Six Months In

It's been just over six months since I started teaching, and I know this for certain: I love it. I'm incredibly honored to be able to share yoga with others and watch in wonder as students rise to new challenges, discover new abilities and create a wildly supportive community.

As with all forms of yoga, teaching this practice is full of lessons. Some of which I'm only just beginning to grasp, but all of which continue to surface and remind me that, while I might be a teacher, I am, first and foremost, always a student.

Leave it at the door. 

When you teach, you need to show up. Fully. The 9-5 job, the bills, the to-do list, none of that matters when it's time to guide your students. Do whatever you need to ground yourself, let it all go and be in the room as your most complete self. 

You think you know a person but you don't.

Your friends, your colleagues, your teachers, your spouse (eek) and everyone interested in your journey will come to your classes. You think you've seen them try. You think you've seen them succeed. You think you've seen them struggle, triumph, fall, laugh. You haven't. You haven't seen them in this space, in this way. You have the privilege to witness those closest to you through a new lens.

No one wants you to fix them.   

And with that new, shiny lens, you need to practice control. You are merely a guide. You are not your student's fixer, doctor or therapist. All you do is create the space, craft the movement and guide the breath. The rest is up to them, from diving deeply into who they are to experiencing the joy that comes with this practice.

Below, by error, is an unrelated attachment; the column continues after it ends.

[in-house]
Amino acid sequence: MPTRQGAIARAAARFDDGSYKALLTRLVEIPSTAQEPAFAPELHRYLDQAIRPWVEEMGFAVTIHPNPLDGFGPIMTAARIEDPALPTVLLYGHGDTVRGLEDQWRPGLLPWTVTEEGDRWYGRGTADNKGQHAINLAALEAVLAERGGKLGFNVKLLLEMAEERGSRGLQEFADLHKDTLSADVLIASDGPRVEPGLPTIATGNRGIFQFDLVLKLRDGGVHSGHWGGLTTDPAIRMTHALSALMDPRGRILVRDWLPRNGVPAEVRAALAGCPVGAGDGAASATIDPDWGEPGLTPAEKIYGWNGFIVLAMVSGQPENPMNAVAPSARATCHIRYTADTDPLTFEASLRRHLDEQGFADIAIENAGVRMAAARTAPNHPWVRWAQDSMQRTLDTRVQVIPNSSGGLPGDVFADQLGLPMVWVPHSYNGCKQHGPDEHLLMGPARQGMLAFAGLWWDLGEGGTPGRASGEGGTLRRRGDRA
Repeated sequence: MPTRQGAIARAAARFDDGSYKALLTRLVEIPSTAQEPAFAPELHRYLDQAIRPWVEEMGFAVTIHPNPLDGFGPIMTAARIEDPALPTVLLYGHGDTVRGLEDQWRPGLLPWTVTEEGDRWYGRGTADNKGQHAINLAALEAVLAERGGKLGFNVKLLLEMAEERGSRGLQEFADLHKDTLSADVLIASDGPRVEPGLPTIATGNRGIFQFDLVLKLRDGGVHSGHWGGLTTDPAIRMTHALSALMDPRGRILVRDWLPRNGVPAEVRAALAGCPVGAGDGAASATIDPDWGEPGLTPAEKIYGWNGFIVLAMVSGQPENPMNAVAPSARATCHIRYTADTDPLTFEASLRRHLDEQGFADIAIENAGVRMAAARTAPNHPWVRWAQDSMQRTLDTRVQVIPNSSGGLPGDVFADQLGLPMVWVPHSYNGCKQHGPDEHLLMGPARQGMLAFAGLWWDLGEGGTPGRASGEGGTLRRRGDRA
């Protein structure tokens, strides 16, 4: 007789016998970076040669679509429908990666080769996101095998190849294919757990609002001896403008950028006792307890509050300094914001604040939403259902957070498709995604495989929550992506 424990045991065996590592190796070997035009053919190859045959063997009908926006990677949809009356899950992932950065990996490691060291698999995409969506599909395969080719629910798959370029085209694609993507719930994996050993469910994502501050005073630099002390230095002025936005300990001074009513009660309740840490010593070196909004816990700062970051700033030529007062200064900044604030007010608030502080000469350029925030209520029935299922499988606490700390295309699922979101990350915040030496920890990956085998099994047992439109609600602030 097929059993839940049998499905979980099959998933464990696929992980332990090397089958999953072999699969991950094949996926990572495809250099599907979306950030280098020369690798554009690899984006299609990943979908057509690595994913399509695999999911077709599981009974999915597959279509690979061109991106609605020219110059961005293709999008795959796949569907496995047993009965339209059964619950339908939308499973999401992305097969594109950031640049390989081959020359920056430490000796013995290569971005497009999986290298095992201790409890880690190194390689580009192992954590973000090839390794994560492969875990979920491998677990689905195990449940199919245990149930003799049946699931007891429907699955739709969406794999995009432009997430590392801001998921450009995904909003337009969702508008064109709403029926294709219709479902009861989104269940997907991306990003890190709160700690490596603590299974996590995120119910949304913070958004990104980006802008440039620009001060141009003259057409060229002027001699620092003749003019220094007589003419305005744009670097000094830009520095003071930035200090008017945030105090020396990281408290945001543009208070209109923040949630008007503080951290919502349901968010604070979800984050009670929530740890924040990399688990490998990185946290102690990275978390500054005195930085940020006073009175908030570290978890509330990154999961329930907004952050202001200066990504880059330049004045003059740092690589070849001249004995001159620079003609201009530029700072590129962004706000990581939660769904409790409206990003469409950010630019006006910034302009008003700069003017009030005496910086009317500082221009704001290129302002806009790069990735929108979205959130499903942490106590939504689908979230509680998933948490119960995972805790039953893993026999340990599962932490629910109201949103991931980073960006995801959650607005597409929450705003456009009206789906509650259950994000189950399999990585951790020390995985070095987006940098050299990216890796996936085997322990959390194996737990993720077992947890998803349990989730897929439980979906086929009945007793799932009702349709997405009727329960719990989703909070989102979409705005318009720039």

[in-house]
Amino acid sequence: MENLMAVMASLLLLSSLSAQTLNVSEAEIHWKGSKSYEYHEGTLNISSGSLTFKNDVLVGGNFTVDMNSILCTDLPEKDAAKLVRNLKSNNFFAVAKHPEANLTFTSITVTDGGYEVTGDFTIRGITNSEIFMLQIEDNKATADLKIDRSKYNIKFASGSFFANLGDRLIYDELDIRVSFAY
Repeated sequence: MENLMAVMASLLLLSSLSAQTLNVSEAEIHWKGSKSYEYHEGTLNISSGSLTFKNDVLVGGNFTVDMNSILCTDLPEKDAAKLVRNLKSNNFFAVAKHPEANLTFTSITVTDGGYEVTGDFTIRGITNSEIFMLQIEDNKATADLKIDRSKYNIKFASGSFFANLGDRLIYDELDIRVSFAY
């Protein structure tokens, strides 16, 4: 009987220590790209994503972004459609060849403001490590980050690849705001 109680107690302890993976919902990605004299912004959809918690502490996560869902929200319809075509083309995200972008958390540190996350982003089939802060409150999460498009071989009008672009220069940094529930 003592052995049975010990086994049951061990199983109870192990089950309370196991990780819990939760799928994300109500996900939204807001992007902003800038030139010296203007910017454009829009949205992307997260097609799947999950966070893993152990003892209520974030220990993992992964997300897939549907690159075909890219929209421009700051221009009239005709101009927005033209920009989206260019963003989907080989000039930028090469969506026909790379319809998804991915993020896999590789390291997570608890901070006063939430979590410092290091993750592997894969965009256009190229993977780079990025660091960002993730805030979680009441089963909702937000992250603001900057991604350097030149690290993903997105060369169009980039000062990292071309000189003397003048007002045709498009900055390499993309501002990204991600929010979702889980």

So put aside the concerned friend, the encouraging wife and the go-getter teammate. It's time be a teacher.

Don't be afraid to explore.

The longer I waited to step outside of the sequences (although, ironically, I was taught how to do so thoughtfully), the harder it got. Be creative, be daring, do things differently. We ask students to trust the process, so I'm telling you: Trust the process!

And you may even need to become comfortable exploring in a class (GASP). The majority of my classes never go exactly as I have planned, whether it's because of the skill level, the mood or maybe we're just really jamming on nailing that down dog today. Trust your training and pay attention to the room. Bird of paradise may not be in the cards today, but that's okay!

You will make mistakes.

All. Of. The. Time. And you'll live. Your students will live. Own that you aren't perfect. I'm awful at left and right when they are true lefts and rights but then ask me to mirror. Hahaha! I've gotten better, certainly, but I'm immeasurably grateful for the patience and kindness of the students. And with that...

Your students want you to succeed.

Really truly. 99.99% of your students don't want you to biff it. They want you to rock it. They want to take a great class, and they want you to teach it. And I want you to want to succeed just as much as they do. You will be your biggest critic, but you owe it to yourself to trust the room, trust the students and, most importantly, trust yourself.